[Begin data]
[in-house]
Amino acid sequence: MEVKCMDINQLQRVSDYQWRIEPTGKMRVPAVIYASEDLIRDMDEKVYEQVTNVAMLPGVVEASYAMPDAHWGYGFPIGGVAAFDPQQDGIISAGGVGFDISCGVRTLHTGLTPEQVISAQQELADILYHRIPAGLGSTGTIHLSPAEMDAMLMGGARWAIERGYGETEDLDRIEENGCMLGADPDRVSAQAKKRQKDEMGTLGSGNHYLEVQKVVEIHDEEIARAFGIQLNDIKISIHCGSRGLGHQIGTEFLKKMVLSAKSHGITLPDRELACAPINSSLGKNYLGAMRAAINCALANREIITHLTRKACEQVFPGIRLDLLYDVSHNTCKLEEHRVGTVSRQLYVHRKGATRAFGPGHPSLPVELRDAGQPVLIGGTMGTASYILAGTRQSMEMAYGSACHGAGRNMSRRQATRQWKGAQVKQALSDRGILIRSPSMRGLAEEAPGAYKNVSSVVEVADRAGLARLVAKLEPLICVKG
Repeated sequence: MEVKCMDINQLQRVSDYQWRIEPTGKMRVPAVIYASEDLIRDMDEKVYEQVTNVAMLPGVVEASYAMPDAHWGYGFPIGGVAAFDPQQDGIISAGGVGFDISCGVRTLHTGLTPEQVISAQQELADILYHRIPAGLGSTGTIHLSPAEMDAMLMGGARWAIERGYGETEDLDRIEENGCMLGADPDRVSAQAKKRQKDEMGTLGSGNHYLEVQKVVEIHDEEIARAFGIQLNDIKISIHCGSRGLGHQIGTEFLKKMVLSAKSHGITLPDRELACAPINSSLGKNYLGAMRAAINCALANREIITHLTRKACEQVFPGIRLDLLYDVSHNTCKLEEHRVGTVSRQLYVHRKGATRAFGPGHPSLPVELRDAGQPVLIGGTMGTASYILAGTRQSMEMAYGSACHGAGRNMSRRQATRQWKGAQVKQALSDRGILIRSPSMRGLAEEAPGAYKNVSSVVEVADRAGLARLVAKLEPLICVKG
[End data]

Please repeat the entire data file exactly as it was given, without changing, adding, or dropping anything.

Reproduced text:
[in-house]
Amino acid sequence: MEVKCMDINQLQRVSDYQWRIEPTGKMRVPAVIYASEDLIRDMDEKVYEQVTNVAMLPGVVEASYAMPDAHWGYGFPIGGVAAFDPQQDGIISAGGVGFDISCGVRTLHTGLTPEQVISAQQELADILYHRIPAGLGSTGTIHLSPAEMDAMLMGGARWAIERGYGETEDLDRIEENGCMLGADPDRVSAQAKKRQKDEMGTLGSGNHYLEVQKVVEIHDEEIARAFGIQLNDIKISIHCGSRGLGHQIGTEFLKKMVLSAKSHGITLPDRELACAPINSSLGKNYLGAMRAAINCALANREIITHLTRKACEQVFPGIRLDLLYDVSHNTCKLEEHRVGTVSRQLYVHRKGATRAFGPGHPSLPVELRDAGQPVLIGGTMGTASYILAGTRQSMEMAYGSACHGAGRNMSRRQATRQWKGAQVKQALSDRGILIRSPSMRGLAEEAPGAYKNVSSVVEVADRAGLARLVAKLEPLICVKG
Repeated sequence: MEVKCMDINQLQRVSDYQWRIEPTGKMRVPAVIYASEDLIRDMDEKVYEQVTNVAMLPGVVEASYAMPDAHWGYGFPIGGVAAFDPQQDGIISAGGVGFDISCGVRTLHTGLTPEQVISAQQELADILYHRIPAGLGSTGTIHLSPAEMDAMLMGGARWAIERGYGETEDLDRIEENGCMLGADPDRVSAQAKKRQKDEMGTLGSGNHYLEVQKVVEIHDEEIARAFGIQLNDIKISIHCGSRGLGHQIGTEFLKKMVLSAKSHGITLPDRELACAPINSSLGKNYLGAMRAAINCALANREIITHLTRKACEQVFPGIRLDLLYDVSHNTCKLEEHRVGTVSRQLYVHRKGATRAFGPGHPSLPVELRDAGQPVLIGGTMGTASYILAGTRQSMEMAYGSACHGAGRNMSRRQATRQWKGAQVKQALSDRGILIRSPSMRGLAEEAPGAYKNVSSVVEVADRAGLARLVAKLEPLICVKG